So I had to laugh when I stumbled across an article (available on-line only to New Scientist subscribers) last year where an unknowing reference to a liahona-like navigation tool popped up in the middle of a story about a sea wreck. I thought I’d share a summary of it because so few Restorationists may have seen it. Make of it what you will.

Continue Reading June 17, 2009 at 8:07 PM 39 comments


Really. You have.

In fact, you’ve written this post before. And I’ve commented before on your witty style and clever application of science to theological thought.

That’s the implication of work by cosmologists like Max Tegmark. And although much of the science with theological implications is uncontroversial among scientists, I don’t know that many people in Mormonism are aware of it, or have considered its implications for particular Mormon belief systems. I think it’s time we did, because it may give an entirely new take to what are simultaneously some of the most troubling and the most attractive aspects of the Mormon religious tradition.

Continue Reading June 3, 2009 at 3:57 PM 13 comments


Over at Mormon Heretic I made a suggestion about interpreting numbers in military units (like the Sons of Helaman).  Initially skeptical, Morgan Deane at Mormon War issued a post this weekend more supportine of the idea.

Morgan also is looking to put together a conference of scholars with interest in the study of what military history can tell us about interpreting the teachings of the Book of Mormon. I urge my “myriads” of readers to look at his post Myriads of Soldiers (linked above) and the other insights he offers on his site. If you are a student of the Book of Mormon, Morgan will suggest some background you may never have suspected might be present.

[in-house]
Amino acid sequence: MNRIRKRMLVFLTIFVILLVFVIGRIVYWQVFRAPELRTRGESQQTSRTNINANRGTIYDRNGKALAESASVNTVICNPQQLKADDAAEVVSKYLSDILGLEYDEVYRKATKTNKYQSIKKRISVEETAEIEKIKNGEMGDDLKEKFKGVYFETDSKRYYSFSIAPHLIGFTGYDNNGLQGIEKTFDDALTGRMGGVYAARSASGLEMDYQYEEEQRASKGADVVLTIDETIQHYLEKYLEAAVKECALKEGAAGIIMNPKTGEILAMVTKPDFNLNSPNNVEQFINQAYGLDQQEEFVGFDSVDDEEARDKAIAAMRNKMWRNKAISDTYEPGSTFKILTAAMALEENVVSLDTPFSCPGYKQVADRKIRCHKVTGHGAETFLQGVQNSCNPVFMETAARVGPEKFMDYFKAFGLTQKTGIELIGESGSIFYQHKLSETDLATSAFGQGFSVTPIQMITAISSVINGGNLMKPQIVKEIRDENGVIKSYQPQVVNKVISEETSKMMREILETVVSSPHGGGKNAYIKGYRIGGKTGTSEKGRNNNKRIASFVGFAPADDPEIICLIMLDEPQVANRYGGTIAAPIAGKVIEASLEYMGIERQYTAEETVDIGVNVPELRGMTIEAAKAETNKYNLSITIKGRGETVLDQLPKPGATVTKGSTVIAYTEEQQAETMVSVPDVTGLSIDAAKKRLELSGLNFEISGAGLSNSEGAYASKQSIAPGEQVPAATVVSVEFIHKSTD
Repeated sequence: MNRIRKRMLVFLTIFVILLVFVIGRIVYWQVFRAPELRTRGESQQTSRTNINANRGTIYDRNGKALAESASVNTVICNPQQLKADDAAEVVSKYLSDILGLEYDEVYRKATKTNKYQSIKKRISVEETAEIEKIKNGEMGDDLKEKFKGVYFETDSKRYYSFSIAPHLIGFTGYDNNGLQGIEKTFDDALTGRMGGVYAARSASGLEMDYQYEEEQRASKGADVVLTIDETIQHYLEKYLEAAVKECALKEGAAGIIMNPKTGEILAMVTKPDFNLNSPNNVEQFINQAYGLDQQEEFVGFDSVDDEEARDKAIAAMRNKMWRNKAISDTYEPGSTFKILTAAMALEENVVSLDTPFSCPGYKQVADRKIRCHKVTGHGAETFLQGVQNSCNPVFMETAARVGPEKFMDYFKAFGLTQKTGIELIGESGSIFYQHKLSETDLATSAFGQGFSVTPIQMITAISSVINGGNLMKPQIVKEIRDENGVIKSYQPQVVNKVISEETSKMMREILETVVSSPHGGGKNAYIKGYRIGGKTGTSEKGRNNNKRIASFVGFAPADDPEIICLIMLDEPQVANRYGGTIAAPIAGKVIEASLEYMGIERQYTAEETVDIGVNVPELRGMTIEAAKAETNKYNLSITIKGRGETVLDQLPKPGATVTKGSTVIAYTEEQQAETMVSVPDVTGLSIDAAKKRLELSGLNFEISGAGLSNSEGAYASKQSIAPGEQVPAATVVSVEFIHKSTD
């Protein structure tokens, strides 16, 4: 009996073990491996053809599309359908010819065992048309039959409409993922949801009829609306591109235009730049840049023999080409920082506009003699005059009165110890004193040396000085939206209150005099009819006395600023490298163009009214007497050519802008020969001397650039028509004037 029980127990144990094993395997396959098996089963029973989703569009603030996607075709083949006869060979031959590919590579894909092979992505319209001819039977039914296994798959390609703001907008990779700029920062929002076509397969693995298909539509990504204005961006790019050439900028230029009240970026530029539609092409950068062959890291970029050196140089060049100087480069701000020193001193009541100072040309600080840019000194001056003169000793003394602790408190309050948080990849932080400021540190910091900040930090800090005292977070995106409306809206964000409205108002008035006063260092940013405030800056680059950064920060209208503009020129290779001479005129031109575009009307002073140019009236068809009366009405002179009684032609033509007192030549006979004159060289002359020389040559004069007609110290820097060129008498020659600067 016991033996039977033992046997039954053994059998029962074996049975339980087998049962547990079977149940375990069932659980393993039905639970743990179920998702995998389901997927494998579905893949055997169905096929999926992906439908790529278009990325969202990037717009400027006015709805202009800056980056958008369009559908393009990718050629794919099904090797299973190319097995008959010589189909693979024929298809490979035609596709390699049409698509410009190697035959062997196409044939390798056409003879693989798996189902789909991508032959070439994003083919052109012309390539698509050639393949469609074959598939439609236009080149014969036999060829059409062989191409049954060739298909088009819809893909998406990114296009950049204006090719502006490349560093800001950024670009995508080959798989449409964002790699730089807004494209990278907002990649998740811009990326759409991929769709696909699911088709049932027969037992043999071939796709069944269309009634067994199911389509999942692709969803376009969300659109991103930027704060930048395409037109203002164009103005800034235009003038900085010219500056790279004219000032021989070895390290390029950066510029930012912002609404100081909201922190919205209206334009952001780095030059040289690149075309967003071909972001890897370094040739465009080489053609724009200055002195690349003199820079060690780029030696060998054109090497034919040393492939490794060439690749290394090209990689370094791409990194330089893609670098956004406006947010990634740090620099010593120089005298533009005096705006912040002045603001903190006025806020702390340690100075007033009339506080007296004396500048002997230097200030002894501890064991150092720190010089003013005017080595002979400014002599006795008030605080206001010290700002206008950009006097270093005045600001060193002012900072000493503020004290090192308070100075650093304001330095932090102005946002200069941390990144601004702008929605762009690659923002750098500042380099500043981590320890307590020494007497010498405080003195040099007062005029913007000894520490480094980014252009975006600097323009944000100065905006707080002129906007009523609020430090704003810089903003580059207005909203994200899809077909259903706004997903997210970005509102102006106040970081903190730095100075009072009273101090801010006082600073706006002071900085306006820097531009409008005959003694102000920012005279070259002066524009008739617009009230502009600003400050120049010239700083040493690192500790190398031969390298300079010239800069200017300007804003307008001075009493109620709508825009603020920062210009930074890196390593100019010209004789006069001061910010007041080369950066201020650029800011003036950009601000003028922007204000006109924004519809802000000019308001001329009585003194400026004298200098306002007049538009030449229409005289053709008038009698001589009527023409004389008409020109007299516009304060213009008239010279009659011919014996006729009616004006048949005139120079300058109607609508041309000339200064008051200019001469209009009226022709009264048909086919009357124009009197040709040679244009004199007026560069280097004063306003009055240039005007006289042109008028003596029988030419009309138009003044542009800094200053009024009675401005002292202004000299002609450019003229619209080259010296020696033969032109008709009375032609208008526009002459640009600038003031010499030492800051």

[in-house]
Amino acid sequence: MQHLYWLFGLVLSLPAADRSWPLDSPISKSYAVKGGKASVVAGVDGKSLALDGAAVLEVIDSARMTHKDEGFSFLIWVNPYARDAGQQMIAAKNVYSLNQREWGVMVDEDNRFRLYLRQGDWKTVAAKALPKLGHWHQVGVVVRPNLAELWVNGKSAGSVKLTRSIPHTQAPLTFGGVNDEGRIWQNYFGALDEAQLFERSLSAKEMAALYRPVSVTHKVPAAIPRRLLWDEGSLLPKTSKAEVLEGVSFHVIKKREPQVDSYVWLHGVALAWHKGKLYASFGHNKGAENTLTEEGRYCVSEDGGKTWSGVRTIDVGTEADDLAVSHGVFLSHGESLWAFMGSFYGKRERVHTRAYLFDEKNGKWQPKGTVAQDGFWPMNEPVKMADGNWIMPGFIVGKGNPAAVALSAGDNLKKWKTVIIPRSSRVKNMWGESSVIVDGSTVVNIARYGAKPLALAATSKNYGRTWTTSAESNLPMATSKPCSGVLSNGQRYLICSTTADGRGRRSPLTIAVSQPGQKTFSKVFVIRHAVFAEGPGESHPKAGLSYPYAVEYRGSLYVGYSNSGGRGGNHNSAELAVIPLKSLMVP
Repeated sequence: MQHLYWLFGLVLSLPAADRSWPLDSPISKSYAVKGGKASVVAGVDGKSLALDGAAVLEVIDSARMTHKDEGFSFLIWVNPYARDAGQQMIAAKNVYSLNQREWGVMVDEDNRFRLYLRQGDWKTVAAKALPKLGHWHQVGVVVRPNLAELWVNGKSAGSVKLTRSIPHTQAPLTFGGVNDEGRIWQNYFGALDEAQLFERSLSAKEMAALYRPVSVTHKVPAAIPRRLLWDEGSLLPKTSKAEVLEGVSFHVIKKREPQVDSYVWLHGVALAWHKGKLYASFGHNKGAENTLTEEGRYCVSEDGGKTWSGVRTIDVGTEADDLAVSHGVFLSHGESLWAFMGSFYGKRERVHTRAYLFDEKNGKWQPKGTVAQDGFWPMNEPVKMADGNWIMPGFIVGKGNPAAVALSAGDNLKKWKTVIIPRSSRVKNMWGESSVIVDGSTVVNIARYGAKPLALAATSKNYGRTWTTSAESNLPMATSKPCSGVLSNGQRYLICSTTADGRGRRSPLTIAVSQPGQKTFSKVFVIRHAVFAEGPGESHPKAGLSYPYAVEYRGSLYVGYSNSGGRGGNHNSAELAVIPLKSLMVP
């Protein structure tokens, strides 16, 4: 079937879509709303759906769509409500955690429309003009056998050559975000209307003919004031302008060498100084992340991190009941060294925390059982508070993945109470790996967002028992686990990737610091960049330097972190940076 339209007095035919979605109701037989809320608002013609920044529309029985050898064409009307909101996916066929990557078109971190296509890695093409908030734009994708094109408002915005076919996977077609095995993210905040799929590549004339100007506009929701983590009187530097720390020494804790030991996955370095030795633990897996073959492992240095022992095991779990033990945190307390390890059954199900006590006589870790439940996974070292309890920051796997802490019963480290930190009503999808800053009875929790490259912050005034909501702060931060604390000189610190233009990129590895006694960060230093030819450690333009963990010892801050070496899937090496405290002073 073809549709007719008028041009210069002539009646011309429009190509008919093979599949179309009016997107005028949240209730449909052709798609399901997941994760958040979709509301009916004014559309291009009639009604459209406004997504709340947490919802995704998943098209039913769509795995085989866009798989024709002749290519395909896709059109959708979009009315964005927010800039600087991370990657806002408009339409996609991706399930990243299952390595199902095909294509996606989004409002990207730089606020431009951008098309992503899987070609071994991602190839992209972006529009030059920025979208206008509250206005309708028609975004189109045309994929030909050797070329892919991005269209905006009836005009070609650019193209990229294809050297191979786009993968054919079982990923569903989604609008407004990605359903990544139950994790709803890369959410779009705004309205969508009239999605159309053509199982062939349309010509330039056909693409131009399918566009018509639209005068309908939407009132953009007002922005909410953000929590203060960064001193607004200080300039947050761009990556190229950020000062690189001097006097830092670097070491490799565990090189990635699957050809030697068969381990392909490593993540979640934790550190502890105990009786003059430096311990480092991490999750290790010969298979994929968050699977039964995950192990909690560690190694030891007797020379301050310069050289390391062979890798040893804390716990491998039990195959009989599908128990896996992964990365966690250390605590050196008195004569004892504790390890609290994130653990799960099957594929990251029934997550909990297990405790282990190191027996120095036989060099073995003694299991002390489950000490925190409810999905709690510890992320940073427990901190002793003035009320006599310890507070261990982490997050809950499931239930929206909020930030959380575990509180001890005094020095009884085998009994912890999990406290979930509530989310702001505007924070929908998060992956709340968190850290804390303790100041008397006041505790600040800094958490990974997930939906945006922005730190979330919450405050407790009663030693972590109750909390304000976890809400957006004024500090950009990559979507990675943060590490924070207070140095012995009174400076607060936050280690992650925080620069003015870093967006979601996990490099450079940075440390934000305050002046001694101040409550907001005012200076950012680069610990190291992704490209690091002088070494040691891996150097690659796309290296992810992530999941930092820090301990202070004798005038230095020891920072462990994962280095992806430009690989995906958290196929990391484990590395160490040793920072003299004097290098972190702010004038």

May 25, 2009 at 4:31 PM 3 comments


My least favorite science is biology. It probably has to do with being introduced to it during a school year in which I spent a number of weeks in the hospital with doctors doing things to me to get my juvenile diabetes under control. When I got out, I then had to spend most of the rest of the school year staying after school dissecting various little creatures who had never done anything to me. At that point I half suspected that it was the animals, not the doctors, who had really been on my side.

Continue Reading May 21, 2009 at 11:53 PM Leave a comment


The Community of Christ has a very good theory of Scripture, comfortable to mainstream Protestantism. But the theory has been validated basically on one case: the Bible.

Astronomers had a very good theory of solar system formation, but it, too, had been validated on only one case — the system we live in. When new technology found other systems, we discovered our theory contained a hidden assumption, and was leading us astray about many astronomical mysteries in our own backyard.

Does our theory of Scripture also contain hidden assumptions that can only be revealed by confronting them with the challenges of other Restoration Scriptures taken seriously on their own terms?

Continue Reading May 14, 2009 at 1:09 PM 21 comments